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Arctic Research

AMORE 2001

Arctic Mid Ocean Ridge Expedition

HEALYstbdsideGakkel Ridge lies deep in the ocean (5000 m; 16,000 ft). It is located at the north end of the Atlantic Ocean, above the Arctic Circle. Graduate student Gabriela Vega worked with samples collected by Linda Kuhnz during the AMORE expedition. One of the surprising results of AMORE was evidence of abundant hydrothermal venting, despite the Gakkel being a slow spreading center. Gabriela identified the animals that were collected, and used taxonomic affinities and stable isotopic analysis to determine if they are likely to be ecoloigcally linked to hydrothermal activity

The American scientists cruised aboard the new U.S. Coast Guard icebreaker Healy. This huge ship is 420 feet long and can continually move through ice 4.5 feet thick at 3 knots. German scientists cruised aboard the icebreaker Polarstern.

AmoreAs the biologist aboard the USCGC Healy  (the only one among many geoscientists!), my primary interest was in collecting deep-sea benthic, or sea-floor, organisms and animals from hydrothermal vent ecosystems. Because sunlight does not reach extreme depths in the ocean, organisms at vents rely primarily on chemosynthesis, or chemical energy, instead of photosynthesis-a unique and interesting way for organisms to make a living! Scientists have known about these ecosystems only since 1977.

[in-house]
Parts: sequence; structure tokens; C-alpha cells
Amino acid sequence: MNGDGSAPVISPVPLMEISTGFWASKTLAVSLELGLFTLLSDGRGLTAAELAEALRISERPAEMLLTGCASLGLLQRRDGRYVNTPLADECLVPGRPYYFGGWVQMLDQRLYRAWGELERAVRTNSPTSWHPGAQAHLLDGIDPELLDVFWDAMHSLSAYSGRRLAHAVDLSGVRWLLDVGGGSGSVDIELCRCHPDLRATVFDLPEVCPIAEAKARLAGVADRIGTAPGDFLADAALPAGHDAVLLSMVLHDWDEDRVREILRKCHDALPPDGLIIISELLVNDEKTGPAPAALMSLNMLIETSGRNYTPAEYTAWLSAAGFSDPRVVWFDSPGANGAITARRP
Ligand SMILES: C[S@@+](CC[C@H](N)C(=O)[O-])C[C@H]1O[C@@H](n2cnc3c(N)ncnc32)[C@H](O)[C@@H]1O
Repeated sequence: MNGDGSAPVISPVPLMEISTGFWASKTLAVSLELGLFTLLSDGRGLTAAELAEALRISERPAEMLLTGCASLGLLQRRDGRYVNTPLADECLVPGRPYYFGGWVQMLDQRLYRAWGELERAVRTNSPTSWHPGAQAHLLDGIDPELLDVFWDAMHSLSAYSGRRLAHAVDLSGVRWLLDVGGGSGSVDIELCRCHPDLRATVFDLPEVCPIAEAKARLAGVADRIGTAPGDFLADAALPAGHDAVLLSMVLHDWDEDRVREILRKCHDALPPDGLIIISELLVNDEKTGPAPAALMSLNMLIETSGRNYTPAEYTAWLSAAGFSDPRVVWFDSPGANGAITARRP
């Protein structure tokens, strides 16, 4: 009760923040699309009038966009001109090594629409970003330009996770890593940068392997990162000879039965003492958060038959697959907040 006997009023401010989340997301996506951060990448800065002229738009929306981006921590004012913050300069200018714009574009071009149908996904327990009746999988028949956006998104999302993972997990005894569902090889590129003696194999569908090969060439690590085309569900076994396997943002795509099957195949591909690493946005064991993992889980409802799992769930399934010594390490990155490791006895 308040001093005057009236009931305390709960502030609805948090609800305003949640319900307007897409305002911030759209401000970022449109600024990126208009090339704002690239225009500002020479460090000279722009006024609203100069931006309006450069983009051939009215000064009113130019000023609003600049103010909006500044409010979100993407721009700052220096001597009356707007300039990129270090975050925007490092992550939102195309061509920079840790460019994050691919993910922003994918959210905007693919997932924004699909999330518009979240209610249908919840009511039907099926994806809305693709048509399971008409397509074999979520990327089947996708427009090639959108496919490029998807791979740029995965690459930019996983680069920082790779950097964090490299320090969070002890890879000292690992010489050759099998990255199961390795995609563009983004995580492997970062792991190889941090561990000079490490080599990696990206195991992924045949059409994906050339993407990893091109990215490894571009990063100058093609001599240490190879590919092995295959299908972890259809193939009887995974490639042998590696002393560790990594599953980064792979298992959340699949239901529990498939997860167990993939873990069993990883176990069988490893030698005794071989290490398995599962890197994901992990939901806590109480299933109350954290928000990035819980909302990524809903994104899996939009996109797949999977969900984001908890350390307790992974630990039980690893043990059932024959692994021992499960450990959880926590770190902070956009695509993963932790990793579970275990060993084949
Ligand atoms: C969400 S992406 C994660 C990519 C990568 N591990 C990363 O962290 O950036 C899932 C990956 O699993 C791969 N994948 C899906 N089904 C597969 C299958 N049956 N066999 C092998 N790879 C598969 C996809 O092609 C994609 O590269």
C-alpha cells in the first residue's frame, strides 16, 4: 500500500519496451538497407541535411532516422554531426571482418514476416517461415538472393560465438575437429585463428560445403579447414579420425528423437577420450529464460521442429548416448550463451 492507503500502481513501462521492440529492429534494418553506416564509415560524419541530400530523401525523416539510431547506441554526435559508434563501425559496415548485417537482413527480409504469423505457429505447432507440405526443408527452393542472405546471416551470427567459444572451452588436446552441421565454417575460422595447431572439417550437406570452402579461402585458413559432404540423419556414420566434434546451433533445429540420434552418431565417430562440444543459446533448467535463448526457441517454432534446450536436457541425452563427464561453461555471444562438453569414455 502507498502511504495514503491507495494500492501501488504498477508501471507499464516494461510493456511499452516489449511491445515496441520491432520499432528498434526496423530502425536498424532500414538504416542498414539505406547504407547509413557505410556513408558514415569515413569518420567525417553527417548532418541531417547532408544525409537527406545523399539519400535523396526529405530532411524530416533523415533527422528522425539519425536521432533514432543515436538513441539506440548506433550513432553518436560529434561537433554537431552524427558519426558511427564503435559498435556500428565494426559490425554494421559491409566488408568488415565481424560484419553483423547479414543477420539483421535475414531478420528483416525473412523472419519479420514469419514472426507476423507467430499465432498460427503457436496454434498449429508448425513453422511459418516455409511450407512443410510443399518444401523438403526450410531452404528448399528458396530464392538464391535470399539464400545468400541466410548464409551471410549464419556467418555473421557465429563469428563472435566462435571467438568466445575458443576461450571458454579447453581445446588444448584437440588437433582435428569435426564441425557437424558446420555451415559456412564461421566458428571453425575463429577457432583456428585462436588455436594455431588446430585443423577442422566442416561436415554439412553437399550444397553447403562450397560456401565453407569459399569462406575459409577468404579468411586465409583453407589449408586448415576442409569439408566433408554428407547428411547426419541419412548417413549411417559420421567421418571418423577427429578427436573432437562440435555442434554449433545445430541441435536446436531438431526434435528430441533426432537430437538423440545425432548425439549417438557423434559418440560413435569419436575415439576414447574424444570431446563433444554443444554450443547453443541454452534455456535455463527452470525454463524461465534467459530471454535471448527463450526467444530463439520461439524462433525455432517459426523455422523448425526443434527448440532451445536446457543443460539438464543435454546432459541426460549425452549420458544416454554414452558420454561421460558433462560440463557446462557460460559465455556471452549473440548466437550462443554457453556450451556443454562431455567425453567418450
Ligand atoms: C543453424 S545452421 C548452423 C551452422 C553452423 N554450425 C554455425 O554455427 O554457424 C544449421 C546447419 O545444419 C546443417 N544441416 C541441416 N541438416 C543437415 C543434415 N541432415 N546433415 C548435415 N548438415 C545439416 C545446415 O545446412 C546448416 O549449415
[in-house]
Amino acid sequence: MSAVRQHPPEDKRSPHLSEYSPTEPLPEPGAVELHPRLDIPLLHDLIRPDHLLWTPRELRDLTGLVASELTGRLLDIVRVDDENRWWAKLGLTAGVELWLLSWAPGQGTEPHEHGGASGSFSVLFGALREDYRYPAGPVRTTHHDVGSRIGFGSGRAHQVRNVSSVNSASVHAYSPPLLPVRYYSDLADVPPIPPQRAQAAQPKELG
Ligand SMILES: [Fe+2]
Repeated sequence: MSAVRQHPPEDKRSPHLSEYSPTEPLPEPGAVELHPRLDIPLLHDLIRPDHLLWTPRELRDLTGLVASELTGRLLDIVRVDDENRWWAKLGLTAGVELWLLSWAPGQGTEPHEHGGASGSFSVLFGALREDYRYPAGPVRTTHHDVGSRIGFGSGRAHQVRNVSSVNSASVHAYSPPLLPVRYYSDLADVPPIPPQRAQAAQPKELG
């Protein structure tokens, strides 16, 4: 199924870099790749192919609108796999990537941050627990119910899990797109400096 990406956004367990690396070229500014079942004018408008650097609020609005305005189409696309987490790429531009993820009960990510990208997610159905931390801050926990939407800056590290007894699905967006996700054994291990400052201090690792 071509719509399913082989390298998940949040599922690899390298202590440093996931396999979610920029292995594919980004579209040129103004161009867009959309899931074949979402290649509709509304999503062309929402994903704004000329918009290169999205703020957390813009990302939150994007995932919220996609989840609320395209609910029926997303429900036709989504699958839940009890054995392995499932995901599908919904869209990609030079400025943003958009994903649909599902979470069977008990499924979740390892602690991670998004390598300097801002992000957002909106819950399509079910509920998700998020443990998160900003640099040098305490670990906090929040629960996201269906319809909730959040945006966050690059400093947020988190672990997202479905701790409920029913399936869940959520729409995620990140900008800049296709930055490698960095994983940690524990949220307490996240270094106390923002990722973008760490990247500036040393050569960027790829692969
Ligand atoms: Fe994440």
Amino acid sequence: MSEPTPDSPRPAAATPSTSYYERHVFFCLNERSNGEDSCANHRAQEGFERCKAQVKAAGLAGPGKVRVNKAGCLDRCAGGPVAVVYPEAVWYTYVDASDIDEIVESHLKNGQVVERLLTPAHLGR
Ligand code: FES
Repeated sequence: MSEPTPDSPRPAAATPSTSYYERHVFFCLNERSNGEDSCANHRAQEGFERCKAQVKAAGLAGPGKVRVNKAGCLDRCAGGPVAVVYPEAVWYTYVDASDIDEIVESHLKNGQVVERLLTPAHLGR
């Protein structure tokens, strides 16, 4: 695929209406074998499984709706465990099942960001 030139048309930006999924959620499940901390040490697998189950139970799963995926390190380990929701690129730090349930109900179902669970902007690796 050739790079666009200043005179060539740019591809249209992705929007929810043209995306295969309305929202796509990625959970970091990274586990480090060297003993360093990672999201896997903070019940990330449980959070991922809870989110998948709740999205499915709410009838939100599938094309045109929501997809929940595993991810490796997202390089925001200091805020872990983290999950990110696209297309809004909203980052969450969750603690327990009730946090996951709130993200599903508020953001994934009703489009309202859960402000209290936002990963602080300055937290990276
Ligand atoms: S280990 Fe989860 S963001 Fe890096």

sponges

Many of the dredges by Healy contained biological samples from the benthos and water column above. Animals, mollusc shells, fossils, associated rocks, and other evidence of biological activity were collected. Organisms were preserved using multiple methods for planned studies of their morphology and genetic studies. A surprising number of dredges yielded sponges and shrimp.

Though the sampling was not biologically targeted, the recovered animals are uniquely valuable to science. Sessile species hold clues to the minimum age of recent lava flows and sulfide deposits. If the organisms are live near hydrothermal vents, their distributions will indicate or confirm active venting iceareas along the Mid-Atlantic Ridge and could extend biogeographic inferences into another ocean basin.

The far-sightedness of the AMORE geologists in providing biologists with this singular opportunity sets a high standard for interdisciplinary research at vents. Complete taxonomic sorting of samples and species identifications will be conducted, new species will be fully described, and correlations between biological distributions and venting will be investigated.

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